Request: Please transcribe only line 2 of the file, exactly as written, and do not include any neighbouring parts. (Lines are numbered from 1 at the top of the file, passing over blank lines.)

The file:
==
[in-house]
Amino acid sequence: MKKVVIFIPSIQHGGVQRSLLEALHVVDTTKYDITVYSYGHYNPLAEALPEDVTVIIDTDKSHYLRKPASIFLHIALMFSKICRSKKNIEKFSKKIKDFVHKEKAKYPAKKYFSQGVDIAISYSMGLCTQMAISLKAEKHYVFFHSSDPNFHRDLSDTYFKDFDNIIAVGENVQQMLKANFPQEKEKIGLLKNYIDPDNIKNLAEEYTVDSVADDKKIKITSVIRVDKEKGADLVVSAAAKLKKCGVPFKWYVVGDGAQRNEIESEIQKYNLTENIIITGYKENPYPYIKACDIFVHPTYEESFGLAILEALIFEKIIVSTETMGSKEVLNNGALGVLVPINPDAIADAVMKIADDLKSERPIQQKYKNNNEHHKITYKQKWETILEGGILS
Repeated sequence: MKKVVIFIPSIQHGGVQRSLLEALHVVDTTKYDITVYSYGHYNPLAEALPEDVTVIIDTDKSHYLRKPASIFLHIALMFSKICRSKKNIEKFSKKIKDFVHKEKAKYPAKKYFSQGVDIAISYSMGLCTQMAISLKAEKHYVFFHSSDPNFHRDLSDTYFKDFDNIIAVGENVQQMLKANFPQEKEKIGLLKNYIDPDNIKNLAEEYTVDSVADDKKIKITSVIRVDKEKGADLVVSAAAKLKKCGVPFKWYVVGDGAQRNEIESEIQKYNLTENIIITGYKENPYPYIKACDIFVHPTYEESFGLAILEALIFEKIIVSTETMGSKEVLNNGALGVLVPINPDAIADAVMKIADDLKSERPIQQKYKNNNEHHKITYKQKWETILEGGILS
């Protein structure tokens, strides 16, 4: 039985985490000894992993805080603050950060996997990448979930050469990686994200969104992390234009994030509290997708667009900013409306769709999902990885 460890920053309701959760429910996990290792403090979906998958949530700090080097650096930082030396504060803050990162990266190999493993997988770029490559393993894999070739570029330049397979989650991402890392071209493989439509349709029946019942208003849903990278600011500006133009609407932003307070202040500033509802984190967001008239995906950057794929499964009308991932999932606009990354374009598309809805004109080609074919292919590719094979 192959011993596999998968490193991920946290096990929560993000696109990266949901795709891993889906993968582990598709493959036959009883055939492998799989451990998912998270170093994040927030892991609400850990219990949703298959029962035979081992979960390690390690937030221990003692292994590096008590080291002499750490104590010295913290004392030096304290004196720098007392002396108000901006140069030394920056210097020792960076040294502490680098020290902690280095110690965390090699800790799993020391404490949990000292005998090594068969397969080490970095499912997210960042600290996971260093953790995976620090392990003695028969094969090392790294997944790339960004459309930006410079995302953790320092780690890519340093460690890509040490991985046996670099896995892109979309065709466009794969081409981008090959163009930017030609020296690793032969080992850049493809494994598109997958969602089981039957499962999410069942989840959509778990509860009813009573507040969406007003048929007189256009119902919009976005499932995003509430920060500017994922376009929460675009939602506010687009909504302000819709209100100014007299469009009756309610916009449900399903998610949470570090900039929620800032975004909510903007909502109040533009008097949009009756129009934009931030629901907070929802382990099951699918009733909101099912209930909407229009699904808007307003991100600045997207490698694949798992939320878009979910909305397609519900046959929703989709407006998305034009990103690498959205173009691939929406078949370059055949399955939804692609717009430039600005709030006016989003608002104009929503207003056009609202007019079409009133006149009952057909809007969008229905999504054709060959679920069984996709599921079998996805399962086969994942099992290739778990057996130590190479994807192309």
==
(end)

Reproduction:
Amino acid sequence: MKKVVIFIPSIQHGGVQRSLLEALHVVDTTKYDITVYSYGHYNPLAEALPEDVTVIIDTDKSHYLRKPASIFLHIALMFSKICRSKKNIEKFSKKIKDFVHKEKAKYPAKKYFSQGVDIAISYSMGLCTQMAISLKAEKHYVFFHSSDPNFHRDLSDTYFKDFDNIIAVGENVQQMLKANFPQEKEKIGLLKNYIDPDNIKNLAEEYTVDSVADDKKIKITSVIRVDKEKGADLVVSAAAKLKKCGVPFKWYVVGDGAQRNEIESEIQKYNLTENIIITGYKENPYPYIKACDIFVHPTYEESFGLAILEALIFEKIIVSTETMGSKEVLNNGALGVLVPINPDAIADAVMKIADDLKSERPIQQKYKNNNEHHKITYKQKWETILEGGILS